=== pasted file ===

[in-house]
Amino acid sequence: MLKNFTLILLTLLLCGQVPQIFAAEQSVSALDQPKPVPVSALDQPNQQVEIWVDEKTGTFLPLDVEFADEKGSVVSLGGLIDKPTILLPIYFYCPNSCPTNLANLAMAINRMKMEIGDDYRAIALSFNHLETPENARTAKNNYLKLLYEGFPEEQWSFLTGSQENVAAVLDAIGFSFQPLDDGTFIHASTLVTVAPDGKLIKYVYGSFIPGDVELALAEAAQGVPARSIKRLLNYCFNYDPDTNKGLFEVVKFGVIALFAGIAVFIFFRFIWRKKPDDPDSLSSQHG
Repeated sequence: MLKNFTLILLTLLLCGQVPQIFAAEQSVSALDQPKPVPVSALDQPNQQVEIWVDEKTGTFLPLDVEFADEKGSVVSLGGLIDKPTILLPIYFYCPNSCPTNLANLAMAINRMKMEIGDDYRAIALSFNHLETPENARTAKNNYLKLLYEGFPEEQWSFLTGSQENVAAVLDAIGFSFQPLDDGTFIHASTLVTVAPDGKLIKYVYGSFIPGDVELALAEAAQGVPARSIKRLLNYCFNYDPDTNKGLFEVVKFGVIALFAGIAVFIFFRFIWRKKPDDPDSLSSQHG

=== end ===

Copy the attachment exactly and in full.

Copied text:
[in-house]
Amino acid sequence: MLKNFTLILLTLLLCGQVPQIFAAEQSVSALDQPKPVPVSALDQPNQQVEIWVDEKTGTFLPLDVEFADEKGSVVSLGGLIDKPTILLPIYFYCPNSCPTNLANLAMAINRMKMEIGDDYRAIALSFNHLETPENARTAKNNYLKLLYEGFPEEQWSFLTGSQENVAAVLDAIGFSFQPLDDGTFIHASTLVTVAPDGKLIKYVYGSFIPGDVELALAEAAQGVPARSIKRLLNYCFNYDPDTNKGLFEVVKFGVIALFAGIAVFIFFRFIWRKKPDDPDSLSSQHG
Repeated sequence: MLKNFTLILLTLLLCGQVPQIFAAEQSVSALDQPKPVPVSALDQPNQQVEIWVDEKTGTFLPLDVEFADEKGSVVSLGGLIDKPTILLPIYFYCPNSCPTNLANLAMAINRMKMEIGDDYRAIALSFNHLETPENARTAKNNYLKLLYEGFPEEQWSFLTGSQENVAAVLDAIGFSFQPLDDGTFIHASTLVTVAPDGKLIKYVYGSFIPGDVELALAEAAQGVPARSIKRLLNYCFNYDPDTNKGLFEVVKFGVIALFAGIAVFIFFRFIWRKKPDDPDSLSSQHG